• •Some specific tools to be discussed would be: methods to prioritize and analyze the financial viability of investments, the role of subsidies, efficiency incentives, technologies/methods to analyze and account for resources and reserves as well as water uses, to increase water use efficiency, to obtain non conventional resources, to control water use and analyze ecological flows as a basis for improved decision-making.
  • The session will also focus on government's role in promoting formal education on water issues at all levels and raise capacities among key stakeholders and the general public. Improving water governance will be considered including the need for transparency, participation of local governments and enabling the participation of other actors, regulation, and negotiation of outcomes.

Overview presentation

  • Tomas Sancho: President, World Council of Civil Engineers

Panel discussion

  • Capacity development: Htun Lwin Oo, Secretary of the National Water Resources Committee and Director General of the Directorate of Water Resources and Improvement of River Systems, Ministry of Transport, Myanmar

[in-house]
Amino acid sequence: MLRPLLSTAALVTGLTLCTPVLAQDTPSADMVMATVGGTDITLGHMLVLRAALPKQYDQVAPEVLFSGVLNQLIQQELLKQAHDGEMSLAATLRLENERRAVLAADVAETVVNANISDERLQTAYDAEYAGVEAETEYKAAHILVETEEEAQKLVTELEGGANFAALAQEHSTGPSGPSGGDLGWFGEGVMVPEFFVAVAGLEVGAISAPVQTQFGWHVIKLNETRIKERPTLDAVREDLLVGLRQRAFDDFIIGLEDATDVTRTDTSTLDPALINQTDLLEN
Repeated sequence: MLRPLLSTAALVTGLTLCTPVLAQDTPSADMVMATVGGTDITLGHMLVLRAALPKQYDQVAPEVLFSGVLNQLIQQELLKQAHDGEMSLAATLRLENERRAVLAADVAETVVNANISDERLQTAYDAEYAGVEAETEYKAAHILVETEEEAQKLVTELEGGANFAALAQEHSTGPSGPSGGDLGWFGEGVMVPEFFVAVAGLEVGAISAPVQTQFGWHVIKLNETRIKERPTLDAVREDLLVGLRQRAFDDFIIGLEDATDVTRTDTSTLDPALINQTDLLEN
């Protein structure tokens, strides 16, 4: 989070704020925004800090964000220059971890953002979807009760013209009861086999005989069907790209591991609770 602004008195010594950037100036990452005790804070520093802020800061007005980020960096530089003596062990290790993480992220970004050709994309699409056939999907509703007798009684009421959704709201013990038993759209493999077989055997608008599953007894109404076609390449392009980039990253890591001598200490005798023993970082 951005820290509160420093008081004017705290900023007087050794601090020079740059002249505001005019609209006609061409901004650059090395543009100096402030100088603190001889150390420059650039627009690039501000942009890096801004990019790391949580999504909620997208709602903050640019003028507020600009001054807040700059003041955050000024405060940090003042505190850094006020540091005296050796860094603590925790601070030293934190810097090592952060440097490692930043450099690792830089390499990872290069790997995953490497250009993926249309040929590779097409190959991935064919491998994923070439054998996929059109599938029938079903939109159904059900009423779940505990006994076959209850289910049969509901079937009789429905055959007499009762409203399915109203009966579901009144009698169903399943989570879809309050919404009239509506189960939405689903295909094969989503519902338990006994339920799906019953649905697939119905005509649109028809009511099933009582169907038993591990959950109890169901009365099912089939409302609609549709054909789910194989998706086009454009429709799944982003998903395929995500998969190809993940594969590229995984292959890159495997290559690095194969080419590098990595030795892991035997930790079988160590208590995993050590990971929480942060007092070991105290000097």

• Technology:  Miguel Ángel Ródenas, President Segura River Basin Authority
  • Governance: Nelton  Friedrich, Itaipu, Maestro José Elías Chedid Abraham, Director General del Organismo de Cuenca Lerma Santiago Pacifico

Questions and Answers

Wrap-up and Closing

  • Victor Burguet, Director and Denise Soares, IMTA

>> Governments Contribution to Integrated Water Resource Management: The Scarcity on the RisePDF Document

>> Governments Contributions: Water Resources Management: Water scarcity on the risePDF document

11:00-13:00 Ways to realise the human rights to water and sanitation

  • Session Convener: Andre Dzikus, UN-Habitat, and Sarah Reng-Ochekpe,  (Minister of Water Resources, Nigeria, and former President of the African Ministers' Council on Water (AMCOW)

The session will focus on:

  • Key issues to realise the human right including non-discrimination and equality to reach equality of water and sanitation service provision; end open defecation, paying special attention to the needs of women and girls and those in vulnerable situations; and supporting and strengthening the participation of local communities for improving water and sanitation management.
  • The session will highlight implementation challenges with regards to financing, governance, technology, capacity development. More specifically, issues of budgeting and cost efficiency, appropriate credit mechanisms, capacity development and new water and sanitation technologies that can boost the human rights to water and sanitation.

Questions for the panel discussion